Syrian chemical weapons likely to be destroyed abroad - RussiaAn inspectors from the Organisation for the Prohibition of Chemical Weapons (OPCW) at work at an undisclosed location in Syria. Chemical inspectors have checked 14 out of more than 20 sites in Syria, the world's chemical weapons watchdog said October 18, 2013.(AFP Photo / Syrian TV)
The majority of Syria’s chemical weapons arsenal will likely be taken abroad for destruction, Russia’s deputy foreign minister said after talks with the special coordinator of the UN-OPCW mission in Syria.
“There are many arguments in favor of taking the vast majority of the poisonous substances outside of the country’s borders,” Sergey Ryabkov said.
Ryabkov met with Sigrid Kaag, who leads the Organisation for the Prohibition of Chemical Weapons (OPCW) mission to eliminate Syria’s chemical weapons, to discuss “technological and legal aspects” of the project.
Kaag did not confirm media reports that Albania will be the location where Syria’s arsenal will be destroyed, stating that details of the program are still being discussed.
“At the moment, representatives of Russia, the United States and the Syrian leadership are engaged in negotiations that are to produce a detailed plan of the process to eliminate chemical weapons in Syria,” he said.
The Russian Foreign Ministry later issued a statement saying that the dismantlement of Syria’s chemical weapons has moved into its second “key” stage.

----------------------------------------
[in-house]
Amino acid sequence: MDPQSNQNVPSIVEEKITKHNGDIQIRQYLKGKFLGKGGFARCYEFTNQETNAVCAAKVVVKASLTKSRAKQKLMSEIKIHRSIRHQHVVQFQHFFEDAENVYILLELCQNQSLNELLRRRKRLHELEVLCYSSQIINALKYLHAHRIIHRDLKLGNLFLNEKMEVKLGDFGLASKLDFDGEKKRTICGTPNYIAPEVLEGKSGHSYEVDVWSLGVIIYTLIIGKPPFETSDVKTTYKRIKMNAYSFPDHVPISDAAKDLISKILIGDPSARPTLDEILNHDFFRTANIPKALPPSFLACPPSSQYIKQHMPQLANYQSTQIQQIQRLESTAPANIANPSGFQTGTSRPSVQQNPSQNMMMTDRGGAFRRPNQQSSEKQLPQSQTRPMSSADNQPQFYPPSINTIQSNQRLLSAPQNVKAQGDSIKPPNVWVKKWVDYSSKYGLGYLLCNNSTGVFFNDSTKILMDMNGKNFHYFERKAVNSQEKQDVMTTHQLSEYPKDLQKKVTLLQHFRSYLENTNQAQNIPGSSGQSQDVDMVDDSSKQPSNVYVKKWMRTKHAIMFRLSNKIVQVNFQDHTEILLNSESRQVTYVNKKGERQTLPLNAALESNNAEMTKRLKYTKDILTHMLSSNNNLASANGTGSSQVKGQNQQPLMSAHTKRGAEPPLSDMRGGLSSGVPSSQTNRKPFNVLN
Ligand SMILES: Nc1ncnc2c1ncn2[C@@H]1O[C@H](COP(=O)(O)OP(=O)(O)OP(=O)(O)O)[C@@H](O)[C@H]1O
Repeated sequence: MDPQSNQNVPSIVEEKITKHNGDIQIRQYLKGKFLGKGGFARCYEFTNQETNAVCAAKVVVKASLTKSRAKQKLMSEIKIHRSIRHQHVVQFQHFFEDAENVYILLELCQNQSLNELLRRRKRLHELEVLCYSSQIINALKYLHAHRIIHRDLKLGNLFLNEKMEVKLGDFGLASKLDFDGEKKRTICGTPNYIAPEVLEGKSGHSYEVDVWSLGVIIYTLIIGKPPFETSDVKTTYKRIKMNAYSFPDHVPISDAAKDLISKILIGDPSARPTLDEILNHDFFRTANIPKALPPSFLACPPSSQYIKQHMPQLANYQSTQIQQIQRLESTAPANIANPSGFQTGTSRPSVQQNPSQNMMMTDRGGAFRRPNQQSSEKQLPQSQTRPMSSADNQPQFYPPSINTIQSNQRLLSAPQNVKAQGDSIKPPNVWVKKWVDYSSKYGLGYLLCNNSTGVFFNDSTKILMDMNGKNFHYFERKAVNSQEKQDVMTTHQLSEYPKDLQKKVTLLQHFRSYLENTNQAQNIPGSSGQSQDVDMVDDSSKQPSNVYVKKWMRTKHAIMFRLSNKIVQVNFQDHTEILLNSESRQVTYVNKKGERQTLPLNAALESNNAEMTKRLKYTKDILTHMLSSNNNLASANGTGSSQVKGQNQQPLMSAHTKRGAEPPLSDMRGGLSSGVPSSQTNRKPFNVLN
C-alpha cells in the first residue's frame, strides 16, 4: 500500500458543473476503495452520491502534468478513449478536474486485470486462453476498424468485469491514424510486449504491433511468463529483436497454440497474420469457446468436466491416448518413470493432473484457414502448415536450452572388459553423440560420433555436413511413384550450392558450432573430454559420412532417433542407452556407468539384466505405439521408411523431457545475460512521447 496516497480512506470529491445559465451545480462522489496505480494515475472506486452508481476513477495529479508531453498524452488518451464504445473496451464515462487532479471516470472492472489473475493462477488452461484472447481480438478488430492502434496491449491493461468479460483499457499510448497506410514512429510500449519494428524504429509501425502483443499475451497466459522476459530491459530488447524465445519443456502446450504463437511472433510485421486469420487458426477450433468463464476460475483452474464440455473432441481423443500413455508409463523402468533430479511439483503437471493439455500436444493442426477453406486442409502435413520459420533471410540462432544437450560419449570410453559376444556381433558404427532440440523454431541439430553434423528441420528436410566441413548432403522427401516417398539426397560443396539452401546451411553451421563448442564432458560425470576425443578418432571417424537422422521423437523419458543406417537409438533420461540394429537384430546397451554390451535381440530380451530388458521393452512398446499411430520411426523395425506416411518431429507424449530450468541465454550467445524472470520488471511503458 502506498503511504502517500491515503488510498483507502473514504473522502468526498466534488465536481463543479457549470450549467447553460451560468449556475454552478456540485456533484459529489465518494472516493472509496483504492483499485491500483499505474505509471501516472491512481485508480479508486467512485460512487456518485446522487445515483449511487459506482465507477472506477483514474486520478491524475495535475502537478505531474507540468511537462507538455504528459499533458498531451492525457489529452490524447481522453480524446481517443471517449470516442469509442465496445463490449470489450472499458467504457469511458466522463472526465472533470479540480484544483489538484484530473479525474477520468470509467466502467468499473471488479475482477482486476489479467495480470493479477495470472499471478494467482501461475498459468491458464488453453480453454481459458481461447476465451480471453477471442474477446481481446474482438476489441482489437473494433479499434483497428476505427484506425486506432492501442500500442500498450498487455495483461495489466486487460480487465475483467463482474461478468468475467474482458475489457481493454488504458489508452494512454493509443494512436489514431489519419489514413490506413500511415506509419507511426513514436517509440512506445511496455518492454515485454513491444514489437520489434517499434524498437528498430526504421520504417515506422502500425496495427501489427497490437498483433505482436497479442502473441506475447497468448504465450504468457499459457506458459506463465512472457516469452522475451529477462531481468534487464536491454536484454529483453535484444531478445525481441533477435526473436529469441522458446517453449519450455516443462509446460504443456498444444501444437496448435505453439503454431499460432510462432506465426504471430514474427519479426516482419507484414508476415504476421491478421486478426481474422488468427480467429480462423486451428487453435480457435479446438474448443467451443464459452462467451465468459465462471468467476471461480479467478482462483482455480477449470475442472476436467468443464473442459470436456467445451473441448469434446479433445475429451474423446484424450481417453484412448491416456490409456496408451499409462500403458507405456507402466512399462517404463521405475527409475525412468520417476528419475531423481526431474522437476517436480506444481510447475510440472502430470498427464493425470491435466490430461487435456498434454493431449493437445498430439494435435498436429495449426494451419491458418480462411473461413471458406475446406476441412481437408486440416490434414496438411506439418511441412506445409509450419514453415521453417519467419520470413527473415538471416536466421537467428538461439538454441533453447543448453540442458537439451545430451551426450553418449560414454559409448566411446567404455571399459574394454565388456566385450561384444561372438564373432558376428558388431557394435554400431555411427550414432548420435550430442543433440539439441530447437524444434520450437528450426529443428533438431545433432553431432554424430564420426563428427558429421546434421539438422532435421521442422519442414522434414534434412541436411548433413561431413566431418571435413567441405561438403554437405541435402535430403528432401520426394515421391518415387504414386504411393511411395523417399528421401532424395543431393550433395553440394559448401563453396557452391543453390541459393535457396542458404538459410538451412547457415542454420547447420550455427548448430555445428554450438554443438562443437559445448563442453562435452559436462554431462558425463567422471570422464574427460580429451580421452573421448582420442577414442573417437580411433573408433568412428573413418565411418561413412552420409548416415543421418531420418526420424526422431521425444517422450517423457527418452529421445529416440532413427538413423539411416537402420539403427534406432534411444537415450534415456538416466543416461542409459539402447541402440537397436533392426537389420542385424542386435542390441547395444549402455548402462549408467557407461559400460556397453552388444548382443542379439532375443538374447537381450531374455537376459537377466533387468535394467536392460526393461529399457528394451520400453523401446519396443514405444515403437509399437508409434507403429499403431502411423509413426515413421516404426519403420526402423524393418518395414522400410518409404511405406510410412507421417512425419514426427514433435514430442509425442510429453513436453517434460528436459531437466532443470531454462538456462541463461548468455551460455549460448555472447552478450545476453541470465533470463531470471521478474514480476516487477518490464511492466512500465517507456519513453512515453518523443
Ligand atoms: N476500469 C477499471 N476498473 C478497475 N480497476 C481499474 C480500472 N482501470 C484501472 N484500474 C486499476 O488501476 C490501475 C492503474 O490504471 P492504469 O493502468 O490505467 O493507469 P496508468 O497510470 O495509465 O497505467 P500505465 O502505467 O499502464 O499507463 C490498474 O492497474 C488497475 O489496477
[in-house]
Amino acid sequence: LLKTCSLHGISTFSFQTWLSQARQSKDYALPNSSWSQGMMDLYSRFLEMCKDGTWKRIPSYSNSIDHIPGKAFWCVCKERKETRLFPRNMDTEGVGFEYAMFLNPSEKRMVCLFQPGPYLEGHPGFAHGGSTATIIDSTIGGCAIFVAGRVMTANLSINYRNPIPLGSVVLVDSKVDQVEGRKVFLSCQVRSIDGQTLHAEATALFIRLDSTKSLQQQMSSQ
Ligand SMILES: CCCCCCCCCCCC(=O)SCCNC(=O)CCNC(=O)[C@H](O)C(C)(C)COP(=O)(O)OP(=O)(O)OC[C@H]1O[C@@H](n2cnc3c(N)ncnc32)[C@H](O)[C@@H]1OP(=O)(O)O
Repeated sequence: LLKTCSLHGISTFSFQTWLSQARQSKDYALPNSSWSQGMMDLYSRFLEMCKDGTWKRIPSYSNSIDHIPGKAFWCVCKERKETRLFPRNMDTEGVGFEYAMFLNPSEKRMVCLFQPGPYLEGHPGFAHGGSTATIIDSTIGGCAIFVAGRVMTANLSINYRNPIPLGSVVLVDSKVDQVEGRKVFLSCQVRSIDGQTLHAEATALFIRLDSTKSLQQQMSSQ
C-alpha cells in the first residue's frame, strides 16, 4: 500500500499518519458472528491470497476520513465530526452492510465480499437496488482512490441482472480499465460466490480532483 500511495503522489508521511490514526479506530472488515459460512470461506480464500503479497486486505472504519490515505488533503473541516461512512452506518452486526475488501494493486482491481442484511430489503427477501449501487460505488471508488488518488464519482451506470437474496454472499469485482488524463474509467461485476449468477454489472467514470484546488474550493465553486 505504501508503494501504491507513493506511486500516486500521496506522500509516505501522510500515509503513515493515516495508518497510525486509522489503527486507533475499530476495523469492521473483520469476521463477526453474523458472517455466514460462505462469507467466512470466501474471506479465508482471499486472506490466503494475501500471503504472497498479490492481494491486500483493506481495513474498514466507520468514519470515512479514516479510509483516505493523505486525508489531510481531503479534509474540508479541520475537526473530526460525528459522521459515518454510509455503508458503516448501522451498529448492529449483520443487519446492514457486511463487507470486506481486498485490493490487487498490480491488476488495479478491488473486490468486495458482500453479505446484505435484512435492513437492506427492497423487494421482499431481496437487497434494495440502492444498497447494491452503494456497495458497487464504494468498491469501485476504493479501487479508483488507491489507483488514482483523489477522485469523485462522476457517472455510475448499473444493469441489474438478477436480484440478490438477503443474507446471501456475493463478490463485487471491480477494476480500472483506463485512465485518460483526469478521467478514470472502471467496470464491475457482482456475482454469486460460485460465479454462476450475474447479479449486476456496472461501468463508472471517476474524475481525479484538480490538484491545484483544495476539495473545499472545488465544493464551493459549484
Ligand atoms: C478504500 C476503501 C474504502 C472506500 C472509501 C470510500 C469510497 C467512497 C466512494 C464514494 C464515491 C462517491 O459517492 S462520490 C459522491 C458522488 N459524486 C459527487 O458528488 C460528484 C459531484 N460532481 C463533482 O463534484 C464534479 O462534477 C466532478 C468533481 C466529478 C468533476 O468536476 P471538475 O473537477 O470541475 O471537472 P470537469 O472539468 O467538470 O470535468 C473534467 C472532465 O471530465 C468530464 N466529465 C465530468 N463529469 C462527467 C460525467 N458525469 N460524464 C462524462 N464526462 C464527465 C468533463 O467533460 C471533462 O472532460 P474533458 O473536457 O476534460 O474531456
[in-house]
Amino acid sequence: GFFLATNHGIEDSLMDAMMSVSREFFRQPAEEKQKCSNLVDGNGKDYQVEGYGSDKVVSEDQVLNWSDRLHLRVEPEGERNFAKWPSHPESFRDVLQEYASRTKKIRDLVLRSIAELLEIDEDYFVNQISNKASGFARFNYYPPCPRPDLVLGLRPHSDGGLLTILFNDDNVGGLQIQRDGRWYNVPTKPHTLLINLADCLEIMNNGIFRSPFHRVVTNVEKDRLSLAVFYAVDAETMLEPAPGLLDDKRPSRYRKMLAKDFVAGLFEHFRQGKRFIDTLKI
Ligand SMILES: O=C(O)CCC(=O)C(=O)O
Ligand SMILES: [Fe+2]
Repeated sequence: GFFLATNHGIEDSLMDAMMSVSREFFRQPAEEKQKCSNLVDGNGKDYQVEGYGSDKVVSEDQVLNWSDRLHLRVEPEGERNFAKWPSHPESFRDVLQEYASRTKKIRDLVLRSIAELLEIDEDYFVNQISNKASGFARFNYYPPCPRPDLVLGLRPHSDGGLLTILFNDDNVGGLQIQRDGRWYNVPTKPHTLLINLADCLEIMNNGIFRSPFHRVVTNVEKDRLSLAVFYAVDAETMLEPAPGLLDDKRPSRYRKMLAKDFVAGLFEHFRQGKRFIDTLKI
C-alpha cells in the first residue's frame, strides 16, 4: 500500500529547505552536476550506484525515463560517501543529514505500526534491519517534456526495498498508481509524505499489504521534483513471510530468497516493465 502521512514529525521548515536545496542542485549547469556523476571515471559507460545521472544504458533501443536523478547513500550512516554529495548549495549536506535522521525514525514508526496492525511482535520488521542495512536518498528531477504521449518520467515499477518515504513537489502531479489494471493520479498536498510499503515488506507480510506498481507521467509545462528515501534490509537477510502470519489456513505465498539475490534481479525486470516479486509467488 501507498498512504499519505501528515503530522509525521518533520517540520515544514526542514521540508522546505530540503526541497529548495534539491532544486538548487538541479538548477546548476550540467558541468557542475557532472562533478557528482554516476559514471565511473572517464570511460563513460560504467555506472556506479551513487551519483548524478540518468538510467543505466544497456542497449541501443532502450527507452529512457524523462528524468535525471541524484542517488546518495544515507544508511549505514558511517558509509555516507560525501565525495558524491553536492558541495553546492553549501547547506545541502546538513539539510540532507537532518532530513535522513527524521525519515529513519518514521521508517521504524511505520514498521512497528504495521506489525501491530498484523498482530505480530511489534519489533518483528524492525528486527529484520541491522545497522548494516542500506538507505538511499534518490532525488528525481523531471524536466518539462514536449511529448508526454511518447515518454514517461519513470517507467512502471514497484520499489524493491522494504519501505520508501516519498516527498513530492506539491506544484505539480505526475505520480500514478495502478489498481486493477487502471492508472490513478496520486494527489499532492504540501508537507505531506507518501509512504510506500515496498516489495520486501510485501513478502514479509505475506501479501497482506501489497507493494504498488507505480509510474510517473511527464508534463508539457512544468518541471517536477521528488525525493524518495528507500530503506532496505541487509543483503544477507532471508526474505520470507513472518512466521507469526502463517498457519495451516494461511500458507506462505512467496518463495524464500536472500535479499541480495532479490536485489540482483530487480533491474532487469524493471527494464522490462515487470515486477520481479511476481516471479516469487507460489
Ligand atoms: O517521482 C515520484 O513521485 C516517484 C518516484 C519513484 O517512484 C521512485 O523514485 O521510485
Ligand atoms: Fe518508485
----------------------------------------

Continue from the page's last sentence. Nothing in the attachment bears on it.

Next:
“During [the second phase] we will have to gather main stockpiles of precursor chemicals in a coastal region of Syria and take them for subsequent elimination in a third country that would agree to dispose of them under the control of the Organization for the Prohibition of Chemical Weapons and the Syrian authorities,” the statement said.
Earlier on Thursday, OPCW spokesman Michael Luhan told RT that the Syrian government has reached a milestone by meeting its “extremely important” November 1 deadline for the destruction of its listed chemical weapons and mixing and filling facilities.
Syrian authorities “functionally destroyed the critical equipment which is needed to run their chemical weapons production facilities. All of that has now been rendered inoperable,” Luhan told RT .
“This was an extremely important deadline and a milestone that we’ve reached,” he added.
OPCW experts have so far visited 21 out of 23 chemical weapons sites across Syria. The two remaining facilities are currently too dangerous to visit due to military action between government forces and Islamist rebels.
According to the watchdog, chemical equipment from the unvisited facilities was moved to sites where the inspections were performed.
The next step in the disarmament process is the elimination of Assad’s chemical stockpile, which must be completed by June 30, 2014.
Assad’s government agreed to give up its chemical arsenals as part of the US-Russia brokered deal which prevented Washington from using military force against Syria.